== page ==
On April 6, China's SJ-10 satellite will launch into orbit from the remote Jiuquan spaceport in the Gobi desert. The event would be unremarkable if not for the satellite's rather unusual payload: six titanium cylinders of crude oil, compressed to 500 times standard atmospheric pressure. Launching stuff into orbit is expensive, and we don't exactly need oil in outer space. (Most rockets today run on liquid hydrogen and oxygen.) But China's not interested in building a fleet of petrol-guzzling spacecraft. It's interested in finding more oil on Earth to support its petrol-guzzling cars.
And strangely enough, running experiments in zero-g might be the best way to do that. The Soret Coefficient in Crude Oil Experiment, which consists of six tiny samples of highly compressed black gold, will study how the complex mess of molecules found in petroleum redistribute under intense pressures and uneven temperatures.
The Soret Coefficient in Crude Oil experiment. Image: ESA — A. Verga
And that information is of great interest to Chinese and European oil companies, who hope it will lead us to more elusive fossil fuel reserves here on Earth.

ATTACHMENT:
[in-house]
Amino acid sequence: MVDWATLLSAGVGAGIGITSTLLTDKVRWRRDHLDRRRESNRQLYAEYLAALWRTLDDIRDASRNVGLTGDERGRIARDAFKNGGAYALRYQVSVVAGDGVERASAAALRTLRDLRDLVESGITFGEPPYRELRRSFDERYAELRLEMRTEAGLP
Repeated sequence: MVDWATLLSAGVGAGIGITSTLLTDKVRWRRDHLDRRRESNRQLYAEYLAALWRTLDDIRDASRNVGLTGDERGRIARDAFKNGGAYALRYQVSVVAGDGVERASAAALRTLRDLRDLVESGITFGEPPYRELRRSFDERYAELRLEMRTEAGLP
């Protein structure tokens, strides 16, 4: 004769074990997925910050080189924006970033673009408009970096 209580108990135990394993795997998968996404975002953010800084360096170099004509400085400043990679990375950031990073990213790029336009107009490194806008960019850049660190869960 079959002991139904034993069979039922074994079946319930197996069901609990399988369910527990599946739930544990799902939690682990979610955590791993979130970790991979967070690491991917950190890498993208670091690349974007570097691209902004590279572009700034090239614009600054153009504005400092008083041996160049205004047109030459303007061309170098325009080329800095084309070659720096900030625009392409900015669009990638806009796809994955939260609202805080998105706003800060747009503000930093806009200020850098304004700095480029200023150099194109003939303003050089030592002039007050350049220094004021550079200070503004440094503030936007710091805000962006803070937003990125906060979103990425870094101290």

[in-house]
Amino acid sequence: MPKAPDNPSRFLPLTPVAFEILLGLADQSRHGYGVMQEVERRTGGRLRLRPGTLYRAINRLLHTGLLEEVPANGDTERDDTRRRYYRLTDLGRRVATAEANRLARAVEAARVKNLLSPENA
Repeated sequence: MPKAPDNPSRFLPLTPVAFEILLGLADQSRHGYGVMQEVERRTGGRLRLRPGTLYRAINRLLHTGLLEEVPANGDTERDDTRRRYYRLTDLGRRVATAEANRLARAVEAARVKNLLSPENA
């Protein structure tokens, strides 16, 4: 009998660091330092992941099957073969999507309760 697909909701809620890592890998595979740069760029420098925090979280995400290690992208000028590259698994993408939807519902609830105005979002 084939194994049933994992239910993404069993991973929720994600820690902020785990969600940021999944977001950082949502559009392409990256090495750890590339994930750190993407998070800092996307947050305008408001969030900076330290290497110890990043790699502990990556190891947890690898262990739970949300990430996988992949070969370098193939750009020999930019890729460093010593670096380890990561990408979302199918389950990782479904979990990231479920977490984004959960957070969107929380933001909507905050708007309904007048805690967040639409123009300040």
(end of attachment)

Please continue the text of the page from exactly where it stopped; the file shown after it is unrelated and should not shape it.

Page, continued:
"Deep underground, crushing pressure and rising temperature as one goes down is thought to lead to a diffusion effect — petroleum compounds moving due to temperature, basically defying gravity," said Olivier Minster, a scientist with the European Space Agency, which is a partner on the project.
"Over geological timescales, heavier deposits end up rising, while lighter ones sink," he continued. "The aim is to quantify this effect in weightlessness, to make it easier to create computer models of oil reservoirs that will help guide future decisions on their exploitation."
I can't help but feel there's something terribly dystopian in space agencies being contracted by oil companies to help us discover more of the fossil fuels we're supposed to be weaning ourselves off of this century. Then again, from a basic research perspective, this sounds like a fascinating experiment.
And hey, maybe we'll learn that deep crustal oil reserves are a lot sparser or harder-to-get-at than we thought. It could wind up being the wakeup call we need to transition over to clean energy.